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Genetic Relatedness Among Candida tropicalis Isolates From Sporadic Cases of Fungemia in Two University Hospitals in Korea

Published online by Cambridge University Press:  02 January 2015

Jong Hee Shin
Affiliation:
Department of Laboratory Medicine, Chonnam National University Medical School, Gwangju, Korea
Mi-Na Kim
Affiliation:
Department of Laboratory Medicine, University of Ulsan College of Medicineand Asan Medical Center, Seoul, Korea
Dong Hyeon Shin
Affiliation:
Department of Internal Medicine, Chonnam National University Medical School, Gwangju, Korea
Sook-In Jung
Affiliation:
Department of Internal Medicine, Chonnam National University Medical School, Gwangju, Korea
Kwang Jin Kim
Affiliation:
Department of Laboratory Medicine, Chonnam National University Medical School, Gwangju, Korea
Duck Cho
Affiliation:
Department of Laboratory Medicine, Chonnam National University Medical School, Gwangju, Korea
Seung Jung Kee
Affiliation:
Department of Laboratory Medicine, Chonnam National University Medical School, Gwangju, Korea
Myung Geun Shin
Affiliation:
Department of Laboratory Medicine, Chonnam National University Medical School, Gwangju, Korea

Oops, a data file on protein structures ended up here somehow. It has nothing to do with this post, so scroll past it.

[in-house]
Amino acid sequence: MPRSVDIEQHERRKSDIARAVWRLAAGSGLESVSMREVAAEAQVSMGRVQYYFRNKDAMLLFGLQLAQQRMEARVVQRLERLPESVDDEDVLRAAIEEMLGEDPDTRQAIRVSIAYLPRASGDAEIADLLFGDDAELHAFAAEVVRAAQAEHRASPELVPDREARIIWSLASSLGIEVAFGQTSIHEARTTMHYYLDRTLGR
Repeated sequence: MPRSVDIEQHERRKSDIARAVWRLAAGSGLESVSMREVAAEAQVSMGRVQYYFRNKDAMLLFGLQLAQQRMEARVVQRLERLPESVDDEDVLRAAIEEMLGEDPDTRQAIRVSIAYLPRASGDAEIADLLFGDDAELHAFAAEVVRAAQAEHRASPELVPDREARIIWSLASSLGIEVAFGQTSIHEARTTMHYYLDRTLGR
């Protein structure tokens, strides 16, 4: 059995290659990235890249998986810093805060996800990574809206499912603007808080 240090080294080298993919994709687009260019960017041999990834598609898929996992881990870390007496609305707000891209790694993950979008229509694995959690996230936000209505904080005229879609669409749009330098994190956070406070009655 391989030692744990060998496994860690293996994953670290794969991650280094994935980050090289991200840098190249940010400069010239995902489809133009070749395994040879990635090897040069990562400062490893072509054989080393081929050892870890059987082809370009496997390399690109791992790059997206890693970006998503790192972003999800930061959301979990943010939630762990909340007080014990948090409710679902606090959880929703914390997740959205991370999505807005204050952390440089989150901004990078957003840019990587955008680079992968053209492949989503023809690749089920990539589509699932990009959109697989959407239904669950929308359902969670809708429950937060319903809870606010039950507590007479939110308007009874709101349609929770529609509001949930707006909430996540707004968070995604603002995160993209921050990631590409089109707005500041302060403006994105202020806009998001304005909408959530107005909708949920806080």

Soon Pal Suh
Affiliation:
Department of Laboratory Medicine, Chonnam National University Medical School, Gwangju, Korea
Dong Wook Ryang
Affiliation:
Department of Laboratory Medicine, Chonnam National University Medical School, Gwangju, Korea

Abstract

Objective:

To compare the epidemiology and genetic relatedness of Candida tropicalis isolates causing bloodstream infection (BSI) in two hospitals.

Setting:

Two tertiary-care hospitals in Korea.

Methods:

A retrospective molecular epidemiologic analysis using pulsed-field gel electrophoresis (PFGE) was performed with 49 C. tropicalis isolates from sporadic cases of BSI. The isolates were collected from 27 patients at Chonnam National University Hospital (CUH) during a 6-year period and 22 patients at Asan Medical Center (AMC) during a 2-year period.

Results:

Based on the PFGE patterns, the average similarity value (SAB) for the 27 isolates from CUH was 0.84 ± 0.08, which was significantly higher than that for the 22 isolates from AMC (0.78 ± 0.06; P < .001). Of the 49 strains from patients at the 2 hospitals, 9 isolates were placed into 3 subtypes with SAB values of 1.0, which indicated that they were identical. All 9 of these strains were isolated from CUH patients, and each type strain was isolated sporadically during a period ranging from 4 months to 3 years. On comparison of the clinical characteristics of the patients of the 2 hospitals, the CUH strains were isolated more frequently from non-neutropenic patients and patients with central venous catheter–related fungemia; cases from CUH had a better outcome than those from AMC (P < .05).

Conclusions:

These data show that the clinical and epidemiologic characteristics of C. tropicalis fungemia may differ markedly among hospitals and that some cases of C. tropicalis fungemia may be caused by endemic strains within a hospital.

Type
Original Articles
Copyright
Copyright © The Society for Healthcare Epidemiology of America 2004

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